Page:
Adventures with a Click Bit Photo Activity Tracker

My friend Kasia (not her real name) bought a Click Bit bracelet last month to track her photography activity and immediately became obsessed with recording every detail of her camera life. Not passively obsessive, either—she’s become a compulsive, fanatical, evangelistic, raving maniac. But let’s go back to when she was still just chubby Kassie…

Kasia’s ex-boyfriend Karl (not his real name—his real name is Carl) has the gift of diplomacy that’s just slightly smaller in volume than an ant’s navel. He told Kasia that she was beginning to get a little flabby—around the lens cap area, I think. So after she dumped Carl, Kassie bought the Click Bit and began bullying everyone around her to do the same.

“I set daily megapixel goals,” she told me. “If you get a Click Bit, we can compete.”

I wasn’t having any of it. I don’t like to compete—that’s why I drive a Subaru.

“It warns me about over sharpening,” she beamed. “You know you have a problem with your Unsharp Mask sometimes, too.”

“My problem is overindulging in HDR,” I countered. “The readers told me so. Anyway, I use the High Pass Filter method these days to avoid those little aliases.”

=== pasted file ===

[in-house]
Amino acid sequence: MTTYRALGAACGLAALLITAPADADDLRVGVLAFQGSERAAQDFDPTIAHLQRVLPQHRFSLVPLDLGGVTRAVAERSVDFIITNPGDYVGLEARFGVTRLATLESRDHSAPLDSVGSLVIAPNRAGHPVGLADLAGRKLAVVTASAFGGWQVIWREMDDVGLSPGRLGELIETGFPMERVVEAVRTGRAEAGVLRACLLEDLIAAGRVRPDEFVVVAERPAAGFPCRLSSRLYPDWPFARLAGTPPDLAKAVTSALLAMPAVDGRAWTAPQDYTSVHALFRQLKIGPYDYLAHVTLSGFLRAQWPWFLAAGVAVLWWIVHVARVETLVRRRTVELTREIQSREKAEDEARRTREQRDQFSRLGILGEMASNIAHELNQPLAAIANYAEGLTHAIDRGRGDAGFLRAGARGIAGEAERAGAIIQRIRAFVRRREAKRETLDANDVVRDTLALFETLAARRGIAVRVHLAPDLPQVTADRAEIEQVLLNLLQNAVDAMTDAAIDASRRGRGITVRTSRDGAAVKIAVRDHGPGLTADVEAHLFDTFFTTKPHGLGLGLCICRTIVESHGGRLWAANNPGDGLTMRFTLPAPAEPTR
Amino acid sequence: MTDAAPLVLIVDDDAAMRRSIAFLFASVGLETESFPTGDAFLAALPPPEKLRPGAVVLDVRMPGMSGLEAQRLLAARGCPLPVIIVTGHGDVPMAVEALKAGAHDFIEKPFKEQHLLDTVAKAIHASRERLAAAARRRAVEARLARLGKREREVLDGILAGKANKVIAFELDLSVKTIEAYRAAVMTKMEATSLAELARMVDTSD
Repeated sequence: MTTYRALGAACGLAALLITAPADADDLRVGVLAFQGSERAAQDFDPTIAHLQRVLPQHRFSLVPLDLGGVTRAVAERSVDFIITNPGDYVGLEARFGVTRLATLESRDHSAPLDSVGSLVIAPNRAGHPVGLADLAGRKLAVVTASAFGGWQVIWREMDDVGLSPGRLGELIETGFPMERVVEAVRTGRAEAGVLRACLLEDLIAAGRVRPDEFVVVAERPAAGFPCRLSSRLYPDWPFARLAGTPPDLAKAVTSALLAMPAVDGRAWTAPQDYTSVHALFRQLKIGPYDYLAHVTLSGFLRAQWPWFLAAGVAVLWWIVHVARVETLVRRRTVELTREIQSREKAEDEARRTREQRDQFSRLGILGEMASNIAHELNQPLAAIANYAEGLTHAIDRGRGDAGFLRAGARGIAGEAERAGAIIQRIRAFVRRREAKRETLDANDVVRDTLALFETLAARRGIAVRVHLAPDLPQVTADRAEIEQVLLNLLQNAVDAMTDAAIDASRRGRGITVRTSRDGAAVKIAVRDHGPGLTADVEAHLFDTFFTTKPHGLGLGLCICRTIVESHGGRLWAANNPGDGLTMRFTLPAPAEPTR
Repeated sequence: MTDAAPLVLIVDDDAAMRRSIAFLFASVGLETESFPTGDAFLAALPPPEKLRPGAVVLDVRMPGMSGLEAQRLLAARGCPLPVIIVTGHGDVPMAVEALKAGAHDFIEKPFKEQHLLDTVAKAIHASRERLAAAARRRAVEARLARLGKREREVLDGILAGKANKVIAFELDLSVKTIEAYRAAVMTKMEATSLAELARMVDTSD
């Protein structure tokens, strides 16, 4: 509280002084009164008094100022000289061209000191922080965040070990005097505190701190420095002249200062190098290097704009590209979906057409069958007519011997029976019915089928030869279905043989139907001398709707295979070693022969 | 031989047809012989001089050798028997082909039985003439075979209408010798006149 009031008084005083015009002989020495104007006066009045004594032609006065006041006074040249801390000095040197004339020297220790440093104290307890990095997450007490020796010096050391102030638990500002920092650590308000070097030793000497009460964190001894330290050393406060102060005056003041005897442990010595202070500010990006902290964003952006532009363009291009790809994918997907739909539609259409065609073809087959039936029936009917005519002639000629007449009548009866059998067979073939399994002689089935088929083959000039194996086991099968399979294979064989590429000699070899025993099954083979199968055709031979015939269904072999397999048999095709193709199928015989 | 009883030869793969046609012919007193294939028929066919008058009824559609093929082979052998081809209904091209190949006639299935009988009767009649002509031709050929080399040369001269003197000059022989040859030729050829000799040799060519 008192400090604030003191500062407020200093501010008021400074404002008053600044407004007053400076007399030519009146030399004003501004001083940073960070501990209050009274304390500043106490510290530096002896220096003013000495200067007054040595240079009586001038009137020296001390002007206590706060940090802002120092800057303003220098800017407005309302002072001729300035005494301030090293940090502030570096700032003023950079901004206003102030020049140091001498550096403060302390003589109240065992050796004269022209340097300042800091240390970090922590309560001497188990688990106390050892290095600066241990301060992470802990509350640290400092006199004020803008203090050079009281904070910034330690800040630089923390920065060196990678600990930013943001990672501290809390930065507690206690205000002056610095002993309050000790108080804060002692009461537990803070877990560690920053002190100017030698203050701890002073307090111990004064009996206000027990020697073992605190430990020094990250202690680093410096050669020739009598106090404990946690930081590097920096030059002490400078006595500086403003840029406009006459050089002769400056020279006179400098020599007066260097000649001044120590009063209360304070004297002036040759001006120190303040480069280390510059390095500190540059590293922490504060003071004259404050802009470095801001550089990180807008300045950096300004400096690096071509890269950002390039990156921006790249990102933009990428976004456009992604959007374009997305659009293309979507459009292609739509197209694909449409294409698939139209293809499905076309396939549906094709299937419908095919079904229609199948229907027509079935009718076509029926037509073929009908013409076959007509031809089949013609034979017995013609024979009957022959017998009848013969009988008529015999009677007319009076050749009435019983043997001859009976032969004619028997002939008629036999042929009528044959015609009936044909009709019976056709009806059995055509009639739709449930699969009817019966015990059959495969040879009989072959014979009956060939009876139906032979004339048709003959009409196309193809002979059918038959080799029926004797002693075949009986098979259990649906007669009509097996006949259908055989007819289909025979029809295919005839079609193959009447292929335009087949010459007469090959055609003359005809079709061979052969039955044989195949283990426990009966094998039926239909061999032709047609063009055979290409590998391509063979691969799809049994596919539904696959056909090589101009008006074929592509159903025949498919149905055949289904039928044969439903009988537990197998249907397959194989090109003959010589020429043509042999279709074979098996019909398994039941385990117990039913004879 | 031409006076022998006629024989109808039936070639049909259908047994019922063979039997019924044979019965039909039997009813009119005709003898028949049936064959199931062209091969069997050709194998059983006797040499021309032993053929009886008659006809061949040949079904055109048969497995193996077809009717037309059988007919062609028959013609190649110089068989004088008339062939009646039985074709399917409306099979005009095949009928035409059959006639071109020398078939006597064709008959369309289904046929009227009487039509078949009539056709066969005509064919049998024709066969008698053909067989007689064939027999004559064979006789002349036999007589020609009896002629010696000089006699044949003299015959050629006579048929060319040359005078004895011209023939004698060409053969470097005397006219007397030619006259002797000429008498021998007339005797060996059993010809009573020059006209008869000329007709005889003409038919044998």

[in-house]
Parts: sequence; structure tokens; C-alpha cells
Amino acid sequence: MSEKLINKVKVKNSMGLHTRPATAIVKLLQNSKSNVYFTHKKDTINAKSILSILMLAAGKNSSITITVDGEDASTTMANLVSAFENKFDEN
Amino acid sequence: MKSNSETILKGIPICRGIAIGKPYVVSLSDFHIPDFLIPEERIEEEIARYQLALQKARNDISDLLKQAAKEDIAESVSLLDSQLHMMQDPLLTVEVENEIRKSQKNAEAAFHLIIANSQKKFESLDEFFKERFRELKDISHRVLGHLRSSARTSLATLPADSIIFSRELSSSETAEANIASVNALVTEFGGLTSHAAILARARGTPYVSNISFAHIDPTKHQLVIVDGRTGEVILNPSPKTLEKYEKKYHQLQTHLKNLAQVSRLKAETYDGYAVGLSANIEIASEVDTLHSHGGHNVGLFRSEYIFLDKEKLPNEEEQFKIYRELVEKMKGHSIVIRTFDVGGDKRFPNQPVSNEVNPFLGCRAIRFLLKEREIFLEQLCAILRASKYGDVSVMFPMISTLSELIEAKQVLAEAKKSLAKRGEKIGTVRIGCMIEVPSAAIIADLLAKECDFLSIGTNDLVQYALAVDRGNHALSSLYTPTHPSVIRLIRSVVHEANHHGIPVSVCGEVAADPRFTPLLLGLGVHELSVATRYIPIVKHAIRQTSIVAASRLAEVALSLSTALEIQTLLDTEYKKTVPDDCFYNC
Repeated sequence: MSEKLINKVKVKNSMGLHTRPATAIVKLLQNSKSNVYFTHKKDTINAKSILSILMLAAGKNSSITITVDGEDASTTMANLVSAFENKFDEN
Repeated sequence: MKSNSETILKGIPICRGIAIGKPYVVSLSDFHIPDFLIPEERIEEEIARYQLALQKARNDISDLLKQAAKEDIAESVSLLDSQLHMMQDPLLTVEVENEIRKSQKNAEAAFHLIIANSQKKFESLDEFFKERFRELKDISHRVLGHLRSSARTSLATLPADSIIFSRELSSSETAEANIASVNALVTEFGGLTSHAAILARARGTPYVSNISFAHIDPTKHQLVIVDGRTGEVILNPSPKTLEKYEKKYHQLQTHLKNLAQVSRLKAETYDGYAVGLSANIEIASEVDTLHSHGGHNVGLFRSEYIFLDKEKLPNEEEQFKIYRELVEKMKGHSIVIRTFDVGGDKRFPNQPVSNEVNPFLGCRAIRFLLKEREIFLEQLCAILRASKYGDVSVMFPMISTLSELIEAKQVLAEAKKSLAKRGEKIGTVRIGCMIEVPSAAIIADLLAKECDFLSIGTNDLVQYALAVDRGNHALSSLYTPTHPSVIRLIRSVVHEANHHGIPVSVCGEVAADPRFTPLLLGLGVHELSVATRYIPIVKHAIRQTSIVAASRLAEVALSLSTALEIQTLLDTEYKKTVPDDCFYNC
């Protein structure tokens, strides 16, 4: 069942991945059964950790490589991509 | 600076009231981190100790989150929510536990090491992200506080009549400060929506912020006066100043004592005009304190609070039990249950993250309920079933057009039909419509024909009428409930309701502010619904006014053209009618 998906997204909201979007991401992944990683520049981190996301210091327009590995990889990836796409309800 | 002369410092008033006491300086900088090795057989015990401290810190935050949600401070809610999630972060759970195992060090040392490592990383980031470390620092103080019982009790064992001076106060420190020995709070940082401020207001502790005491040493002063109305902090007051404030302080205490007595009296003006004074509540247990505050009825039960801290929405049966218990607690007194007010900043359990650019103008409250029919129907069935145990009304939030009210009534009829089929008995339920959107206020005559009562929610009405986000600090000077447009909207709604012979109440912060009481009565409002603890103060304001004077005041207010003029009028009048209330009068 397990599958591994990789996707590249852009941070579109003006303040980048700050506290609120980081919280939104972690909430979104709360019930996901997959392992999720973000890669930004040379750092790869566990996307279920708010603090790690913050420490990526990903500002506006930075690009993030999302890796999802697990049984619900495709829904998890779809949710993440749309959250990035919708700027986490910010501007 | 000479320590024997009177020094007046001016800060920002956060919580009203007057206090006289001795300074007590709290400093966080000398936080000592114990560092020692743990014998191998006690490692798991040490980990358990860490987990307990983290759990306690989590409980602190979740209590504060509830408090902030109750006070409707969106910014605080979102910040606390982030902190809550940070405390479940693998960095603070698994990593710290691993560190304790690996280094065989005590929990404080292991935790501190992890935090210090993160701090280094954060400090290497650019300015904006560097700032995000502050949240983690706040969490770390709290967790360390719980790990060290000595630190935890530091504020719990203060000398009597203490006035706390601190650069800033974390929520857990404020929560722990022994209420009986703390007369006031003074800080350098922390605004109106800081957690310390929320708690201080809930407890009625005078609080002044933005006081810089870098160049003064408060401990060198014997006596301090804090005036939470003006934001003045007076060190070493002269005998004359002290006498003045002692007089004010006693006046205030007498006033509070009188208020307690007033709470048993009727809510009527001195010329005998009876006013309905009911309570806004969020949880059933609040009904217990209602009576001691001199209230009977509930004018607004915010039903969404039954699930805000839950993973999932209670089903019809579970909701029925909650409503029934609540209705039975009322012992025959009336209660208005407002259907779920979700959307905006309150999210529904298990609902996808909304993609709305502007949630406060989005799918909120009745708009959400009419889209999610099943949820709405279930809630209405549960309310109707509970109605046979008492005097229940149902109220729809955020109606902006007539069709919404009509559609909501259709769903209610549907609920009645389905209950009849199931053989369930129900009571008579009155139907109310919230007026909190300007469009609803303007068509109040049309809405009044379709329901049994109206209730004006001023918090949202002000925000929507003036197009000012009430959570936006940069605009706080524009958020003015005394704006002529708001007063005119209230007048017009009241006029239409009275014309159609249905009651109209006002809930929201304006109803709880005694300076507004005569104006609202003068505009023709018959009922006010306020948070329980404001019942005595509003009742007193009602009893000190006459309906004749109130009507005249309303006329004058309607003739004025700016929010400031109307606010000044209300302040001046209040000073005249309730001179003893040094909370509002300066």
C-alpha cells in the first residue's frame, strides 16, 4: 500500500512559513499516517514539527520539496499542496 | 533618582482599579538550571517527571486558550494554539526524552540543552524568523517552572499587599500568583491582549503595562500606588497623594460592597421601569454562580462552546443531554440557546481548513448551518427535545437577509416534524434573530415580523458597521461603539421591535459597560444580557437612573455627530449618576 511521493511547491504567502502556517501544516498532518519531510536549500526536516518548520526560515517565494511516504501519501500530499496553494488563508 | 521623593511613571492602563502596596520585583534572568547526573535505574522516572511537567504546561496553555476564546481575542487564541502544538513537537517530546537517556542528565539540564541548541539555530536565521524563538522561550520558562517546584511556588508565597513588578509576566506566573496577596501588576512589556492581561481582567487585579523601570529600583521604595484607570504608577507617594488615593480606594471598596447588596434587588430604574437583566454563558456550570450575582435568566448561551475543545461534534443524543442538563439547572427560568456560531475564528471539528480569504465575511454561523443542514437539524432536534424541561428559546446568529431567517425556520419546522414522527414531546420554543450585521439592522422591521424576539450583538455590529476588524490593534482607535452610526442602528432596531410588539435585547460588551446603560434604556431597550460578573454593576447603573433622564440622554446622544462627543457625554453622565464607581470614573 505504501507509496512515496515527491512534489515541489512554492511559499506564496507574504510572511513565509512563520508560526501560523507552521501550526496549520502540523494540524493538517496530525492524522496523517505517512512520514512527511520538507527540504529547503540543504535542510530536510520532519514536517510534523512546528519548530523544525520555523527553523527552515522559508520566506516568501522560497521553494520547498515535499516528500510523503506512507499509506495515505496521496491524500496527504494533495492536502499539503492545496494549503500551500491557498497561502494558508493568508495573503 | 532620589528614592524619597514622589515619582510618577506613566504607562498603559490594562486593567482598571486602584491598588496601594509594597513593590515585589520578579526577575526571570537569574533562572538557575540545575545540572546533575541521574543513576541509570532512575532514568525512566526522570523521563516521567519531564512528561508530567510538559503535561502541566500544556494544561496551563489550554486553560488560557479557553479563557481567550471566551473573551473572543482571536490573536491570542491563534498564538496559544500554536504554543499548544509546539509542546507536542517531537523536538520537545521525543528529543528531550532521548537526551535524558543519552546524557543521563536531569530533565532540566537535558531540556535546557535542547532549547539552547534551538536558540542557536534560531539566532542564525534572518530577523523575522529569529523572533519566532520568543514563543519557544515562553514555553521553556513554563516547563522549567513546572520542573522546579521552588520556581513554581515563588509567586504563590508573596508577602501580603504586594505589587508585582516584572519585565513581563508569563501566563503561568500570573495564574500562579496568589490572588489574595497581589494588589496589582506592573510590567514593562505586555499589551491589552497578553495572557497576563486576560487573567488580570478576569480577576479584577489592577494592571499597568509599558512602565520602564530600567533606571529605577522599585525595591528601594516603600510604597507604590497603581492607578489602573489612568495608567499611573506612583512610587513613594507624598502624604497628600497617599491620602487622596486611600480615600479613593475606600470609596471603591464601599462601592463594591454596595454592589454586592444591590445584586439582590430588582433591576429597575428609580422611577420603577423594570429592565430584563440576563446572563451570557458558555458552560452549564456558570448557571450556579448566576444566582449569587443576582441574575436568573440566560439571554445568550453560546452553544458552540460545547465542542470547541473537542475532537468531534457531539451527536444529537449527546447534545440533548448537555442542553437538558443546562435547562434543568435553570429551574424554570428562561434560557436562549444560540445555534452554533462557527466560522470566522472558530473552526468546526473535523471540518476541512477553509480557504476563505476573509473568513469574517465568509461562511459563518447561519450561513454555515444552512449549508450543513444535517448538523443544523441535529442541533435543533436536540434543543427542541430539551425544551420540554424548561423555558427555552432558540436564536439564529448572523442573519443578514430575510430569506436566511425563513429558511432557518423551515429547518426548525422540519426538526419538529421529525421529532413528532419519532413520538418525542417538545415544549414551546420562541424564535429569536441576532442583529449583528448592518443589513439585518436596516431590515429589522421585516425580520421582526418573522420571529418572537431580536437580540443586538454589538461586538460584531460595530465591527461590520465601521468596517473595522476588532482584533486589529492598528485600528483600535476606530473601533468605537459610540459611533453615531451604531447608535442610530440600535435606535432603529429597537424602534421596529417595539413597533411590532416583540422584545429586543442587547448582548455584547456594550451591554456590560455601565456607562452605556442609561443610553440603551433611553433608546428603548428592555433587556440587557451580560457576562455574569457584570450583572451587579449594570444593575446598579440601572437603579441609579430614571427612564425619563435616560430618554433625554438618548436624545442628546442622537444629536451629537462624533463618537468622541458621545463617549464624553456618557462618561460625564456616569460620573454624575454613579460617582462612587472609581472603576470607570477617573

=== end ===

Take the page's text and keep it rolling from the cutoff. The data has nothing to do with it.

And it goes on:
“You mean ‘artifacts,’” she corrected. “Well, it also gives me a running total of my Image Compression. Can you beat that? And it’s all so easy.”

For the next 17 minutes, Kasia (whose real name I think I should tell you now so you can stay away from her is Katarzyna) connived, cajoled, coaxed and in general tried to con me into buying a Click Bit Photo Activity Tracker of my own.

There’s a free iOS app; she wears it to bed; in only four weeks she’s already downloaded 1,300 images; her Moiré pattern is almost back where it was when she was a freshman in college and so forth and so on for what seemed like forever.

“And the band is even 18% gray,” she said finally, in a last ditch effort to sway me to become her Click Bit Buddy.

“I’m sorry,” I said at last. “You know what kind of guy I am. When I get the urge to exercise, I sit down and rest until the urge goes away.”

Just when things looked as bleak as they could be, they got a bit worse. Kasia added a few more bracelets to her collection. After the Click Bit came the Sit Bit for her dog, and for her dim cousin, a Nitwit Bit.

“You act like I’m becoming a compulsive, fanatical, evangelistic, raving maniac,” she said bitterly.

“If the bit fits,” I replied. And fled.

—Jon Sienkiewicz